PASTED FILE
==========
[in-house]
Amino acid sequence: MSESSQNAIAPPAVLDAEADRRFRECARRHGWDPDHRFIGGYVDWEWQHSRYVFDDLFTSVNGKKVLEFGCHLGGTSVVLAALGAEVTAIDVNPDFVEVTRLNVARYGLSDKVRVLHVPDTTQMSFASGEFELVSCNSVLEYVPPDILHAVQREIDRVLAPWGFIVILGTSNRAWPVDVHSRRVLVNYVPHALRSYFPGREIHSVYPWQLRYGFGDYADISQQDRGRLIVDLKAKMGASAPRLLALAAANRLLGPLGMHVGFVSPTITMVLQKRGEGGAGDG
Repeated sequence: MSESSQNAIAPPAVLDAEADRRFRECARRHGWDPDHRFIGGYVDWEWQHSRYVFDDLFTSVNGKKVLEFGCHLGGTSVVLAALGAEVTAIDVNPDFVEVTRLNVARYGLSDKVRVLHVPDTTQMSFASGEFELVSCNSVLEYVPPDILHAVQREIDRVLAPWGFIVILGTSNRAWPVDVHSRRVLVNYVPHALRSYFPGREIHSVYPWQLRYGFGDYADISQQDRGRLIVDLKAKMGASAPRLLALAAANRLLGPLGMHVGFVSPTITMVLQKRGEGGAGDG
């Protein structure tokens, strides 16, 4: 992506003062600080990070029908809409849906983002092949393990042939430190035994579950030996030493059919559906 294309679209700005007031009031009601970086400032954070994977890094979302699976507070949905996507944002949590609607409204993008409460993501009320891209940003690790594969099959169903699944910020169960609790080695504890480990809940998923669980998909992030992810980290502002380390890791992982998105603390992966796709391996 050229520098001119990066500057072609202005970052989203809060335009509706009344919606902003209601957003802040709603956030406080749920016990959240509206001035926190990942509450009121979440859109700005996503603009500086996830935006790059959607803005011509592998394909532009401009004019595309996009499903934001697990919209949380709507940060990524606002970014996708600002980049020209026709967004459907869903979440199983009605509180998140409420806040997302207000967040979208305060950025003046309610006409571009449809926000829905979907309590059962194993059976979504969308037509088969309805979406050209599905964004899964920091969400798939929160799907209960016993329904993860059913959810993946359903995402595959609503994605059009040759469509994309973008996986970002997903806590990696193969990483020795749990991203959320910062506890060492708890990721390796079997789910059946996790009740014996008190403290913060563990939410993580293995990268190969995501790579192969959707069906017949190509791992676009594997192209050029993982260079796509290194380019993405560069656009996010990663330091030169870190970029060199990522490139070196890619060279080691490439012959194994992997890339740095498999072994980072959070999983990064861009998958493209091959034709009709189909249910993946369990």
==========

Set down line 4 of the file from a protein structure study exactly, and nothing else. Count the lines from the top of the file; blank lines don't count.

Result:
């Protein structure tokens, strides 16, 4: 992506003062600080990070029908809409849906983002092949393990042939430190035994579950030996030493059919559906 294309679209700005007031009031009601970086400032954070994977890094979302699976507070949905996507944002949590609607409204993008409460993501009320891209940003690790594969099959169903699944910020169960609790080695504890480990809940998923669980998909992030992810980290502002380390890791992982998105603390992966796709391996 050229520098001119990066500057072609202005970052989203809060335009509706009344919606902003209601957003802040709603956030406080749920016990959240509206001035926190990942509450009121979440859109700005996503603009500086996830935006790059959607803005011509592998394909532009401009004019595309996009499903934001697990919209949380709507940060990524606002970014996708600002980049020209026709967004459907869903979440199983009605509180998140409420806040997302207000967040979208305060950025003046309610006409571009449809926000829905979907309590059962194993059976979504969308037509088969309805979406050209599905964004899964920091969400798939929160799907209960016993329904993860059913959810993946359903995402595959609503994605059009040759469509994309973008996986970002997903806590990696193969990483020795749990991203959320910062506890060492708890990721390796079997789910059946996790009740014996008190403290913060563990939410993580293995990268190969995501790579192969959707069906017949190509791992676009594997192209050029993982260079796509290194380019993405560069656009996010990663330091030169870190970029060199990522490139070196890619060279080691490439012959194994992997890339740095498999072994980072959070999983990064861009998958493209091959034709009709189909249910993946369990």